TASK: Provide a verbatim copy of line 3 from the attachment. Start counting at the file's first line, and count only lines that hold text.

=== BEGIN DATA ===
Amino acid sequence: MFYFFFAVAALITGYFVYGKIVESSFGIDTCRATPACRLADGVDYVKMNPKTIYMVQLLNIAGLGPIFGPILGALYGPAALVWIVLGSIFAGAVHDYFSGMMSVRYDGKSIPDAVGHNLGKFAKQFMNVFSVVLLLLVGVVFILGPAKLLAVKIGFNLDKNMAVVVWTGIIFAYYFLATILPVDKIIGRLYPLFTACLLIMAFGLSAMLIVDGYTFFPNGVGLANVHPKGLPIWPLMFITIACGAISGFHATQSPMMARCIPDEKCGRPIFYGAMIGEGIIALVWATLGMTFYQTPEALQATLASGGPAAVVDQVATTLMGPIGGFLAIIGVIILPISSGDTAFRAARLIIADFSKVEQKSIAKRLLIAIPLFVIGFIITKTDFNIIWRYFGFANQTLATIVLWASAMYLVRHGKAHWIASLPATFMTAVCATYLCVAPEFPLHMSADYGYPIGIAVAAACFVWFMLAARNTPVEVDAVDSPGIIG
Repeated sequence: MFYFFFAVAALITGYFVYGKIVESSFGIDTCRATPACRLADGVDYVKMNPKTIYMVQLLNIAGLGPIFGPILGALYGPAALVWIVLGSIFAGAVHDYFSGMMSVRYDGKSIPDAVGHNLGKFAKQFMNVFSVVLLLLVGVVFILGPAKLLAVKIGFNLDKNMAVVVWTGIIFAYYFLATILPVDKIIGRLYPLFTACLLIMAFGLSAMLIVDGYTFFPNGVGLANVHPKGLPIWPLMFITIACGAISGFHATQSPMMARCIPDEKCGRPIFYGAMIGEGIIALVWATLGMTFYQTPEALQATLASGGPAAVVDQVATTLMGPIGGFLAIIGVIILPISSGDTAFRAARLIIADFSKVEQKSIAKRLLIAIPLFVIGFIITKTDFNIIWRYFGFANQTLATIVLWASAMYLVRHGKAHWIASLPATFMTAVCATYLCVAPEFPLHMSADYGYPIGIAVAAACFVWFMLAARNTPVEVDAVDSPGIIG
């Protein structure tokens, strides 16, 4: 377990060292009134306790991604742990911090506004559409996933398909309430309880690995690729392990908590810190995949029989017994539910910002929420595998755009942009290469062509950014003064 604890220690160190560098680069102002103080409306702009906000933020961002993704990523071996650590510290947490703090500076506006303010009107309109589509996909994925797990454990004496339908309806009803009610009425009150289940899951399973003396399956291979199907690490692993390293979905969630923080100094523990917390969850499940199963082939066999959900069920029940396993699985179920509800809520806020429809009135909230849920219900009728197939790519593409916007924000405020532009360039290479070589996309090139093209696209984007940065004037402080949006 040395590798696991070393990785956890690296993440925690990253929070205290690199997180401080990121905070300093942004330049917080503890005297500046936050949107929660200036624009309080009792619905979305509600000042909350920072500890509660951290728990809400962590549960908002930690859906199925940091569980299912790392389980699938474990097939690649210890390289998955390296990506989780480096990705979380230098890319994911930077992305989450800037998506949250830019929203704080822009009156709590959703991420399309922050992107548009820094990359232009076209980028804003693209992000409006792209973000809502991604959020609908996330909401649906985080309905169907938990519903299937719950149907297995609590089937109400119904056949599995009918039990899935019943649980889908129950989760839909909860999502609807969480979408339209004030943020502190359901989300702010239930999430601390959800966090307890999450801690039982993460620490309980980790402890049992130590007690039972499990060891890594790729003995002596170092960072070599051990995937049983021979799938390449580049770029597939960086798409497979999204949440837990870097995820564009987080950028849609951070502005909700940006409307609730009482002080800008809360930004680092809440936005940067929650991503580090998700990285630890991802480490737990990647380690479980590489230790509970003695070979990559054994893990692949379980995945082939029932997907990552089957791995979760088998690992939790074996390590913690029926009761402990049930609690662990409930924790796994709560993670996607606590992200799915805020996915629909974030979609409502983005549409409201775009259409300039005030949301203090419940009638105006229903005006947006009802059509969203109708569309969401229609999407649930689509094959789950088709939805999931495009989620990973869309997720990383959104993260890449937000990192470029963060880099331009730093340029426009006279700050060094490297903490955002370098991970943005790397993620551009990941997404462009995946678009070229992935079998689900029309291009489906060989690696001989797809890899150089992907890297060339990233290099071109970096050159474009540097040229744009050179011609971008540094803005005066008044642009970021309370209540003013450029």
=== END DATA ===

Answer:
């Protein structure tokens, strides 16, 4: 377990060292009134306790991604742990911090506004559409996933398909309430309880690995690729392990908590810190995949029989017994539910910002929420595998755009942009290469062509950014003064 604890220690160190560098680069102002103080409306702009906000933020961002993704990523071996650590510290947490703090500076506006303010009107309109589509996909994925797990454990004496339908309806009803009610009425009150289940899951399973003396399956291979199907690490692993390293979905969630923080100094523990917390969850499940199963082939066999959900069920029940396993699985179920509800809520806020429809009135909230849920219900009728197939790519593409916007924000405020532009360039290479070589996309090139093209696209984007940065004037402080949006 040395590798696991070393990785956890690296993440925690990253929070205290690199997180401080990121905070300093942004330049917080503890005297500046936050949107929660200036624009309080009792619905979305509600000042909350920072500890509660951290728990809400962590549960908002930690859906199925940091569980299912790392389980699938474990097939690649210890390289998955390296990506989780480096990705979380230098890319994911930077992305989450800037998506949250830019929203704080822009009156709590959703991420399309922050992107548009820094990359232009076209980028804003693209992000409006792209973000809502991604959020609908996330909401649906985080309905169907938990519903299937719950149907297995609590089937109400119904056949599995009918039990899935019943649980889908129950989760839909909860999502609807969480979408339209004030943020502190359901989300702010239930999430601390959800966090307890999450801690039982993460620490309980980790402890049992130590007690039972499990060891890594790729003995002596170092960072070599051990995937049983021979799938390449580049770029597939960086798409497979999204949440837990870097995820564009987080950028849609951070502005909700940006409307609730009482002080800008809360930004680092809440936005940067929650991503580090998700990285630890991802480490737990990647380690479980590489230790509970003695070979990559054994893990692949379980995945082939029932997907990552089957791995979760088998690992939790074996390590913690029926009761402990049930609690662990409930924790796994709560993670996607606590992200799915805020996915629909974030979609409502983005549409409201775009259409300039005030949301203090419940009638105006229903005006947006009802059509969203109708569309969401229609999407649930689509094959789950088709939805999931495009989620990973869309997720990383959104993260890449937000990192470029963060880099331009730093340029426009006279700050060094490297903490955002370098991970943005790397993620551009990941997404462009995946678009070229992935079998689900029309291009489906060989690696001989797809890899150089992907890297060339990233290099071109970096050159474009540097040229744009050179011609971008540094803005005066008044642009970021309370209540003013450029």